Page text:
Toni Carlotta is a senior communications major. They are a staff writer for the Newswire from Cincinnati.
Transphobia is defined as the “irrational fear of; aversion to; or discrimination against transgender/gender-nonconforming(GNC) people,” according to Merriam-Webster. Transphobic interactions can end in outright violence against trans bodies. Transphobic interactions can include more subtle forms of prejudice, too, like intentionally misgendering trans people both to their face and behind their back; or only respecting trans people who “pass” as cisgender. Internalized transphobia (discomfort with one’s trans/GNC identity due to societal pressures of normative gender expression) keeps trans-GNC individuals in a state made to make them feel ashamed of their identity, gender expression or desire/ability to access hormone replacement therapy.
Even before accepting myself as trans, internalized transphobia influenced virtually every choice I made. I was so deep in the closet that I still wore dresses and pretended to be a straight girl. My inner voice was a loop of self-doubt and negativity:
“What would I say to everyone? Who would ever hire me? Would my professors act uncomfortable if I started medically transitioning? Am I dressing ‘girly’ enough today to keep my family from saying something negative?”
For years, I did everything to avoid facing the growing resentment and shame toward my need to medically transition. Unhealthy coping mechanisms were my “answer” to these deeply internal issues. This meant prioritizing the happiness and needs of family members before my own, taking out issues on people who genuinely had good intentions and never deserved my cranky rambling and suppressing my emotional growth with self-destructive and self-numbing behaviors. It’s as if I was wearing a costume to keep others from judging me as harshly as I judged myself. It felt like I was going through life on autopilot to protect myself from what others might think.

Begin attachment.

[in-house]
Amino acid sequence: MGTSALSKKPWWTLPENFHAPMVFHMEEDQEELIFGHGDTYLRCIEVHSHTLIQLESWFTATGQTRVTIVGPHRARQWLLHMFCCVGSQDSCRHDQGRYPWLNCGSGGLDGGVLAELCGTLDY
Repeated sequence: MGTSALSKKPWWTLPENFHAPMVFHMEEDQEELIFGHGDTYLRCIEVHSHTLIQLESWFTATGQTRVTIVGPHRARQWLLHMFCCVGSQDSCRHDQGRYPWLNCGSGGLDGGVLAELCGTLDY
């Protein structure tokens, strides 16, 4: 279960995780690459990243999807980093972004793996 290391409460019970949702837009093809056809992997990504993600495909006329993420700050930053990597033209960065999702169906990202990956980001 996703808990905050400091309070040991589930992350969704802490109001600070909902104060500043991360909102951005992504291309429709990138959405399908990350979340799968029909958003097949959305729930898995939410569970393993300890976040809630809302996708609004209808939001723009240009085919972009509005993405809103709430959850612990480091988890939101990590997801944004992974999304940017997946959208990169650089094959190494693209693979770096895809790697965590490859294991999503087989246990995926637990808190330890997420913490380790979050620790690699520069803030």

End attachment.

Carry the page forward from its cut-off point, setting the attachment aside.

It took the death of my older sister in 2017 to pull me into reality. Her passing reminded me how short life truly is and how much time is wasted from fear of what others might say. I have no responsibility to keep anyone around me comfortable by playing a part I never signed up for.
In 2018, I began medically transitioning in secret. Part of it was fear of a negative reaction from peers, and the other part was a deep fear of being seen as a joke by transitioning. Things didn’t exactly go well when one of my parents found out, but that’s old news.
2019 gave me valuable space to reflect on putting myself before the expectations of others. For the first time, I don’t feel the need to numb myself in order to make it through my day. Being comfortable enough with my identity to not seek approval from others is a nice change in self-perception. Summer gave me the space to gain my own sense of self-worth, being my own motivator in evolving as an adult. Who do I want to be? At the end of the day, I want to be happy. It took a long time to accept letting go of past resentment. Simultaneously acknowledging the pain felt and allowing the mental baggage to dissolve was my mindfulness routine.
Letting go of frustration at circumstances is difficult, especially when you’re as hard-headed as myself. After 22 years, letting go of past hurt instead of festering in grudges has saved my life. I won’t pretend every day is great; I still struggle with bringing up my trans-ness to strangers because of experiences in the past. Still, I haven’t been this at peace with my life in so long — it’s like falling in love for the first time.
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